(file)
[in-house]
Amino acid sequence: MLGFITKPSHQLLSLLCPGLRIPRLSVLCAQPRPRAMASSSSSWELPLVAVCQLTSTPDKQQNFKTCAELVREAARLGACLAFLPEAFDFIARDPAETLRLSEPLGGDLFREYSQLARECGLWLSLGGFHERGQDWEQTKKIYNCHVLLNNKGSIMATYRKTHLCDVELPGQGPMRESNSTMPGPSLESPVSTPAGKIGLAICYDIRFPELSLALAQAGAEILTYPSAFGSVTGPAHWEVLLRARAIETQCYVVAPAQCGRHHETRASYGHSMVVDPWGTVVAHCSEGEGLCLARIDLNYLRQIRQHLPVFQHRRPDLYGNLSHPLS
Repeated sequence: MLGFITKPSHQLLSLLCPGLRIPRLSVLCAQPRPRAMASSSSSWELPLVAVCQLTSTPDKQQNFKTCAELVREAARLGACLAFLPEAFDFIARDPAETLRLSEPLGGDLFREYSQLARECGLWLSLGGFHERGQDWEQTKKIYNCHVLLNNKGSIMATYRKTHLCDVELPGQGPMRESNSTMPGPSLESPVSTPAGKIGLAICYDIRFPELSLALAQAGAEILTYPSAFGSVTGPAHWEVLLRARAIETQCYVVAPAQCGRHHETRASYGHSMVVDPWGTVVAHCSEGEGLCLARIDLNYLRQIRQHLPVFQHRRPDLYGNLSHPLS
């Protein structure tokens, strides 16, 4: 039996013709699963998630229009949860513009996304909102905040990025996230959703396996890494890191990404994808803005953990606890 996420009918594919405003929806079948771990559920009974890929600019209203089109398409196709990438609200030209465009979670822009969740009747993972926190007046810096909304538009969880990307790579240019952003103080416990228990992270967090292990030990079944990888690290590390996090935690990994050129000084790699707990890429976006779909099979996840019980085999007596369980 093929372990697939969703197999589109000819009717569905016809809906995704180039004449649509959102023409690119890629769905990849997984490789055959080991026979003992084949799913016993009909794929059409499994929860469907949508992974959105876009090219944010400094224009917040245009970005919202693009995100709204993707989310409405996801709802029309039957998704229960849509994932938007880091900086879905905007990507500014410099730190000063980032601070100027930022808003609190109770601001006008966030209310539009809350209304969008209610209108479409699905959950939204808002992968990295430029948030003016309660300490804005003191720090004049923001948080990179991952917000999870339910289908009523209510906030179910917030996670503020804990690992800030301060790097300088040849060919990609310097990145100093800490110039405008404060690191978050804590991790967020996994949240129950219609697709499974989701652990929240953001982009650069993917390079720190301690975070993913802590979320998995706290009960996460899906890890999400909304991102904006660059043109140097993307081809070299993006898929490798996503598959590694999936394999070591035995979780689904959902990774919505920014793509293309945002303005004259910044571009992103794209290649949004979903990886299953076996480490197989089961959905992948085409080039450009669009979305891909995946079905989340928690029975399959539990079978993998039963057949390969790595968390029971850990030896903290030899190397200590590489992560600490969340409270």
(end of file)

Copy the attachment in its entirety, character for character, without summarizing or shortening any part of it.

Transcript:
[in-house]
Amino acid sequence: MLGFITKPSHQLLSLLCPGLRIPRLSVLCAQPRPRAMASSSSSWELPLVAVCQLTSTPDKQQNFKTCAELVREAARLGACLAFLPEAFDFIARDPAETLRLSEPLGGDLFREYSQLARECGLWLSLGGFHERGQDWEQTKKIYNCHVLLNNKGSIMATYRKTHLCDVELPGQGPMRESNSTMPGPSLESPVSTPAGKIGLAICYDIRFPELSLALAQAGAEILTYPSAFGSVTGPAHWEVLLRARAIETQCYVVAPAQCGRHHETRASYGHSMVVDPWGTVVAHCSEGEGLCLARIDLNYLRQIRQHLPVFQHRRPDLYGNLSHPLS
Repeated sequence: MLGFITKPSHQLLSLLCPGLRIPRLSVLCAQPRPRAMASSSSSWELPLVAVCQLTSTPDKQQNFKTCAELVREAARLGACLAFLPEAFDFIARDPAETLRLSEPLGGDLFREYSQLARECGLWLSLGGFHERGQDWEQTKKIYNCHVLLNNKGSIMATYRKTHLCDVELPGQGPMRESNSTMPGPSLESPVSTPAGKIGLAICYDIRFPELSLALAQAGAEILTYPSAFGSVTGPAHWEVLLRARAIETQCYVVAPAQCGRHHETRASYGHSMVVDPWGTVVAHCSEGEGLCLARIDLNYLRQIRQHLPVFQHRRPDLYGNLSHPLS
């Protein structure tokens, strides 16, 4: 039996013709699963998630229009949860513009996304909102905040990025996230959703396996890494890191990404994808803005953990606890 996420009918594919405003929806079948771990559920009974890929600019209203089109398409196709990438609200030209465009979670822009969740009747993972926190007046810096909304538009969880990307790579240019952003103080416990228990992270967090292990030990079944990888690290590390996090935690990994050129000084790699707990890429976006779909099979996840019980085999007596369980 093929372990697939969703197999589109000819009717569905016809809906995704180039004449649509959102023409690119890629769905990849997984490789055959080991026979003992084949799913016993009909794929059409499994929860469907949508992974959105876009090219944010400094224009917040245009970005919202693009995100709204993707989310409405996801709802029309039957998704229960849509994932938007880091900086879905905007990507500014410099730190000063980032601070100027930022808003609190109770601001006008966030209310539009809350209304969008209610209108479409699905959950939204808002992968990295430029948030003016309660300490804005003191720090004049923001948080990179991952917000999870339910289908009523209510906030179910917030996670503020804990690992800030301060790097300088040849060919990609310097990145100093800490110039405008404060690191978050804590991790967020996994949240129950219609697709499974989701652990929240953001982009650069993917390079720190301690975070993913802590979320998995706290009960996460899906890890999400909304991102904006660059043109140097993307081809070299993006898929490798996503598959590694999936394999070591035995979780689904959902990774919505920014793509293309945002303005004259910044571009992103794209290649949004979903990886299953076996480490197989089961959905992948085409080039450009669009979305891909995946079905989340928690029975399959539990079978993998039963057949390969790595968390029971850990030896903290030899190397200590590489992560600490969340409270």